DOPA Explorer Beta used eHabitat (Dubois et al., 2013a; Skøien et al., 2013) to compute for each protected area the likelihood of finding anywhere in the ecoregion a set of ecological characteristics similar to the one found in that protected area. This approach is very similar to the one used for ecological niche modelling, where a set of selected thematic ecological maps (e.g. climatic and land cover data, elevation and slopes…) is used to identify areas where a given species has highest probability of being found. To compute for each pixel the similarity to a reference location, one popular approach is based on the Mahalanobis distance (Mahalanobis, 1936). Mathematically simple and fairly easy to understand, the model performs relatively well compared with most other models (Tsoar et al., 2007) and is computationally fast. For each protected area, a similarity map was thus presented highlighting areas that are most similar to those of the protected area. The final result allows end users to assess how ecologically isolated a protected area is as well as the internal ecological variability. One of the main limitations of this approach was that protected areas with heterogeneous landscapes led to an overestimation of the probabilities of finding similar areas elsewhere, because the statistical approach considers an “average habitat” over the whole surface of the analysed protected area. The variables characterizing the “average habitat” may be represented by a range of values that is too broad, leading consequently to a high variance in the final results (Dubois et al., 2013a).
The approach proposed in DOPA Explorer 1.0 is based on a segmentation process that automatically decomposes each protected area into a set of independent areas, representing habitat types, which are then assessed individually in terms of the probability of finding elsewhere similar ecological conditions.By reducing the variability within landscape patches, similarity values can be considered to be more accurate. Implemented in eHabitat+ (Martínez-López et al., in prep.), this segmentation step was applied to all protected areas as large as 100 km2 and the number of segments are reported in the DOPA Explorer 1.0. We have also computed for each segment a map of ecological similarities but this information will be made available in a different interface, the DOPA Analyst, that is currently in development.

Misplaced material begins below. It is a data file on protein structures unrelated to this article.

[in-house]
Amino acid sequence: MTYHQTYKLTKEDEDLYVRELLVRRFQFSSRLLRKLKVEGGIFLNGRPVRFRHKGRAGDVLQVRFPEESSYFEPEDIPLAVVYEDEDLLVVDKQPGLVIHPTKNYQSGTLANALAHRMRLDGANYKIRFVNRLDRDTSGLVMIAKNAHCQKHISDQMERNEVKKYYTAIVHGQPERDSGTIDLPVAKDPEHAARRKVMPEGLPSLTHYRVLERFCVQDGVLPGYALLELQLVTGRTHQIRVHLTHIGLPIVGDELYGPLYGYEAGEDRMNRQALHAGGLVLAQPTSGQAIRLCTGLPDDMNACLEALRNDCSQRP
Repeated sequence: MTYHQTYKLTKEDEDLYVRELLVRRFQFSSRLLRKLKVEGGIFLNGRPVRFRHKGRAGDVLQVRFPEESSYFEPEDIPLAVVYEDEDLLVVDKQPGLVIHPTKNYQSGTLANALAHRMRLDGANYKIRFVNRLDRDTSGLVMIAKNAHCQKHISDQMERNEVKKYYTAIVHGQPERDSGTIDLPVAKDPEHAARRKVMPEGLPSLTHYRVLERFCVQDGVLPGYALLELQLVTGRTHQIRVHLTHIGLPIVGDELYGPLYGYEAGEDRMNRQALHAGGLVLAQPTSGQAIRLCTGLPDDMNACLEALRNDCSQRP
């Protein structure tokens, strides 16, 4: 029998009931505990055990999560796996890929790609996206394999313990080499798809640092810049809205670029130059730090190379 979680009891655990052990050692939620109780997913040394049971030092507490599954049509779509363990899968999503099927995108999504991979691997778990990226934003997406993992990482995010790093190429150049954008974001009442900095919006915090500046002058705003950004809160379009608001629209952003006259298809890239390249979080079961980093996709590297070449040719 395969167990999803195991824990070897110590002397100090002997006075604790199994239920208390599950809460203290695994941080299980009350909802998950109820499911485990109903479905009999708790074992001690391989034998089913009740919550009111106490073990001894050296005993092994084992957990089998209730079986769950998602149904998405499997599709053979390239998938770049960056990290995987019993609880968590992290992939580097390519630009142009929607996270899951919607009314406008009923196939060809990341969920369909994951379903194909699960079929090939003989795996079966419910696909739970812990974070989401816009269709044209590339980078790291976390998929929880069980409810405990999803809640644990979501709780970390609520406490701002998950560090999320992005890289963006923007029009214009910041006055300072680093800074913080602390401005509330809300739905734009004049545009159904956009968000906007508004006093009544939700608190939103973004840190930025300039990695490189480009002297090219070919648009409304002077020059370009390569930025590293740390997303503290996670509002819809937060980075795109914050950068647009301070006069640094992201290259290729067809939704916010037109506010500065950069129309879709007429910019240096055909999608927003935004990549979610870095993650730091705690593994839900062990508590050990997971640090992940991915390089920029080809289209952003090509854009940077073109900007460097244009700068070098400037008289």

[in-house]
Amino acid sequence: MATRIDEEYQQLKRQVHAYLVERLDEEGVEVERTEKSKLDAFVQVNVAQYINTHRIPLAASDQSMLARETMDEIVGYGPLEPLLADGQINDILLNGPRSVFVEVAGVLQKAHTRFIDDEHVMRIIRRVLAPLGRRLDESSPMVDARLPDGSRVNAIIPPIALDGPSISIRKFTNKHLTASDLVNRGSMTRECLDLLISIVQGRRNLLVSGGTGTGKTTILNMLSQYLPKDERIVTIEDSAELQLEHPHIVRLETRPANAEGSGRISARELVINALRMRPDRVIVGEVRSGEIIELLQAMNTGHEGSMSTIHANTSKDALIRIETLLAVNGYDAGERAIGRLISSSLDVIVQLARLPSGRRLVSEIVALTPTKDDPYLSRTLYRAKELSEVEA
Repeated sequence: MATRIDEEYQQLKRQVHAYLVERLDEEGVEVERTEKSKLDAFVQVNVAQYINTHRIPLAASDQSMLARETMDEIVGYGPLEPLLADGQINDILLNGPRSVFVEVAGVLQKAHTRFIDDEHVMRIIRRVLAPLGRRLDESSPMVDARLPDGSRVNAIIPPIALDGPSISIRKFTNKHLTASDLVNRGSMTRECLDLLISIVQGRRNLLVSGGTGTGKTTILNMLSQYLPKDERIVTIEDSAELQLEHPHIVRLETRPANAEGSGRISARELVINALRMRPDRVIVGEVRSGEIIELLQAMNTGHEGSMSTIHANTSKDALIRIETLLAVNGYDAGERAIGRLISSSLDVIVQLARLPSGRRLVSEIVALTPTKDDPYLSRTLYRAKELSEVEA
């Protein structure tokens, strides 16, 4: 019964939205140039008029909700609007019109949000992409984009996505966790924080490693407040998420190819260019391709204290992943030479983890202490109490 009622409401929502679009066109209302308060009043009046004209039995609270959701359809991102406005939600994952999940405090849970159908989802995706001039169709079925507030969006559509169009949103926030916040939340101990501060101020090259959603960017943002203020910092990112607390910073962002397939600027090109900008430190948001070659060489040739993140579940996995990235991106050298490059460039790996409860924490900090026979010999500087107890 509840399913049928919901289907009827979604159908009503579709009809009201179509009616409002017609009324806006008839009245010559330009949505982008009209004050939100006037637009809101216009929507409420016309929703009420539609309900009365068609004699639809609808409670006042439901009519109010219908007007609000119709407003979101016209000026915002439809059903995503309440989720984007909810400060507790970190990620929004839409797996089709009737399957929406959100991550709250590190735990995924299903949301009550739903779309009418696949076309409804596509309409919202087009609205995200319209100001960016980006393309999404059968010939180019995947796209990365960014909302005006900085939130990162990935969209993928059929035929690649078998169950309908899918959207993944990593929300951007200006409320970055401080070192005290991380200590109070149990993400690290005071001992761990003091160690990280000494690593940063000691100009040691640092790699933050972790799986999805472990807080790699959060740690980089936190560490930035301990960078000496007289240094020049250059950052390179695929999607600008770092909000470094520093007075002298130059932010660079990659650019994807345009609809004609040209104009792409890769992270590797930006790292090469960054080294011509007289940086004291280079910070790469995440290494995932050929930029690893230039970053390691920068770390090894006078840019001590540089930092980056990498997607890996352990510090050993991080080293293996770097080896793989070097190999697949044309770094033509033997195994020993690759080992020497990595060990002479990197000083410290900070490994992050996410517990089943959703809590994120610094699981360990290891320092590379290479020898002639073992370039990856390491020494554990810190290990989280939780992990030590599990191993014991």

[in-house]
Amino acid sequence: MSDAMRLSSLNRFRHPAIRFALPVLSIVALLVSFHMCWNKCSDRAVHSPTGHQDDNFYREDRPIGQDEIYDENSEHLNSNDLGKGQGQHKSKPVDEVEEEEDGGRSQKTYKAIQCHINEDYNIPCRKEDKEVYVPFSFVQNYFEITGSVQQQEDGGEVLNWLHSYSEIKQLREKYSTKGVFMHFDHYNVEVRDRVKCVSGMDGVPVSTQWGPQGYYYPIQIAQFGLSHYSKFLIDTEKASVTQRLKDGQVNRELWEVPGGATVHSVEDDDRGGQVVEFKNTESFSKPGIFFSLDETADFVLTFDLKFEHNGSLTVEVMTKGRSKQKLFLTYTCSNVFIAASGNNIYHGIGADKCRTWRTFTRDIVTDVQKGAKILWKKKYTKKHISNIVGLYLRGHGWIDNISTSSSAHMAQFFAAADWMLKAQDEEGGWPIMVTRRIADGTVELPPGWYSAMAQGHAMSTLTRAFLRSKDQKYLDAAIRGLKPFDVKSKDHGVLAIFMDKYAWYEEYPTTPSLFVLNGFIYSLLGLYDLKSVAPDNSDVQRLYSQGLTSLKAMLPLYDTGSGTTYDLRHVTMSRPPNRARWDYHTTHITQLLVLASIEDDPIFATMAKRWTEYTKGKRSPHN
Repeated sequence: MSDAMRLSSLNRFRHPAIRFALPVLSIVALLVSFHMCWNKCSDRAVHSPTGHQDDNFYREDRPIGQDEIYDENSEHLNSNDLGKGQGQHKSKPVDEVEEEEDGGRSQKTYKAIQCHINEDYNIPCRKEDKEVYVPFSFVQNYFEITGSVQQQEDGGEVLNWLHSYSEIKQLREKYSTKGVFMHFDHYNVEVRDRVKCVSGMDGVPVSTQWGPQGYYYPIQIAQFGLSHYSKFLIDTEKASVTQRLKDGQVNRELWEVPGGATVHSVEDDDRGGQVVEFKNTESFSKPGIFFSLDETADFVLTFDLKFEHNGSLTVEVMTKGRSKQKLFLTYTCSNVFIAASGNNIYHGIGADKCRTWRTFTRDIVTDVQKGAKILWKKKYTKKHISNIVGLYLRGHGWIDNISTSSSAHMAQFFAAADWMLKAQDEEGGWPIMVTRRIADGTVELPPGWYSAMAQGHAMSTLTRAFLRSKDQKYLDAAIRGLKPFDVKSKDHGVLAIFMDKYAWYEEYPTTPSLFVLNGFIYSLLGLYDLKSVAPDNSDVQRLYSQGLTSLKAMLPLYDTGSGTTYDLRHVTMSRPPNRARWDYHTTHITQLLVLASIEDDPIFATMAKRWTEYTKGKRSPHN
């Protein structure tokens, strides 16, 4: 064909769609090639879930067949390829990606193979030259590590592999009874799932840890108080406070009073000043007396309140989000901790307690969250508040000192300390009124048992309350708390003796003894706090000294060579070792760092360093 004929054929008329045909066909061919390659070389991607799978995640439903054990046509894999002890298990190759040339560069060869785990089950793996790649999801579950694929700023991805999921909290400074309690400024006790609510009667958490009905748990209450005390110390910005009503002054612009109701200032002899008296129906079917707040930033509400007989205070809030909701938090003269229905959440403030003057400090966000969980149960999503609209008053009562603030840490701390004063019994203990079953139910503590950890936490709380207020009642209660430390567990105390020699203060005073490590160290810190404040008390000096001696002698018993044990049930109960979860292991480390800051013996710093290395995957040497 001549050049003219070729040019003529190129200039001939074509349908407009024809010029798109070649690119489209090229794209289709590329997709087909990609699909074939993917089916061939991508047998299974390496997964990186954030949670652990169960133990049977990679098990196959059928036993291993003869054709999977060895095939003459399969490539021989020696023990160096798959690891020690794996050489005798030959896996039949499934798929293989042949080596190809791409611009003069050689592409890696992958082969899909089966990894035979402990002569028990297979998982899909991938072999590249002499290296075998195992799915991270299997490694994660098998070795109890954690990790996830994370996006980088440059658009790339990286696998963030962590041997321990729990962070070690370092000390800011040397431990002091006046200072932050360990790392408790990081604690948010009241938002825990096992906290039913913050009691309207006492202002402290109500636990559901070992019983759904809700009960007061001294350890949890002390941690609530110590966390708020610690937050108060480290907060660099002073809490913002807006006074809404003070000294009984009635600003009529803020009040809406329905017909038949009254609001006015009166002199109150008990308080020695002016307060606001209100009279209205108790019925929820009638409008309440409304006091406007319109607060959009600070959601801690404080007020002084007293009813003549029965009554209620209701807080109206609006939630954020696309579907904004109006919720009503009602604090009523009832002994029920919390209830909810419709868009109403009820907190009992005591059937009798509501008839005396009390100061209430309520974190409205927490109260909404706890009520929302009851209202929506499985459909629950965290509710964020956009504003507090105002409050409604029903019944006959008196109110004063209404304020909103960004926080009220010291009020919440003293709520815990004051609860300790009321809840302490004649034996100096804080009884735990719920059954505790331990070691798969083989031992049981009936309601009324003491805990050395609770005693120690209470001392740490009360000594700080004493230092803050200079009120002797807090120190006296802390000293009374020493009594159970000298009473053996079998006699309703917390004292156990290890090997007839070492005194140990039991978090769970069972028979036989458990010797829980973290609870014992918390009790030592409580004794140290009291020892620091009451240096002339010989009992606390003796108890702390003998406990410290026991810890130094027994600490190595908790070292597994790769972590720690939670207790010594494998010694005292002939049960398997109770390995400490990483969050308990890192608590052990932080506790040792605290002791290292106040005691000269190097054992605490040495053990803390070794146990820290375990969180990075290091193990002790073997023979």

The segmentation algorithm used requires two main parameters, a minimum patch size and a similarity threshold, that were here optimized. The minimum patch size was set to be the square root of the total bounding box area of the park, to avoid obtaining segment sizes that were too small to represent any manageable functional habitat types, and the similarity threshold (ranging from 0 to 1) was set to 0.5 to obtain segments representing medium scale landscape patches.

5.1. The Habitat Diversity Index (HDI)

To summarize the information provided by the segmentation step in DOPA Explorer 1.0 we simply indicate for each Protected Area the number of segments, a proxy for the habitat types encountered in the protected area, and this number can further be used to assess the ecological complexity of the park (see e.g. McCoy and Bell, 1991).
A large number of segments alone is not sufficient to highlight the ecological variability of the protected area as it indirectly favours large protected areas. Therefore, we also propose a Habitat Diversity Index (HDI) which is defined here as the number of distinct segments or habitat types divided by the square root of the surface of the protected area (in km2) and then multiplied by 1000.
For marine protected areas, the HDI is defined as simply as the standard deviation of bathymetry. This variable provides information on the vertical relief variability and has been used to identify habitats most likely to support a larger variety of species as topographic complexity is often considered positively associated to biodiversity (see e.g. Thrush et al., 1997, 2001). The value presented as the HDI has been log-transformed in order to generate meaningful distinctions across a wide range of values.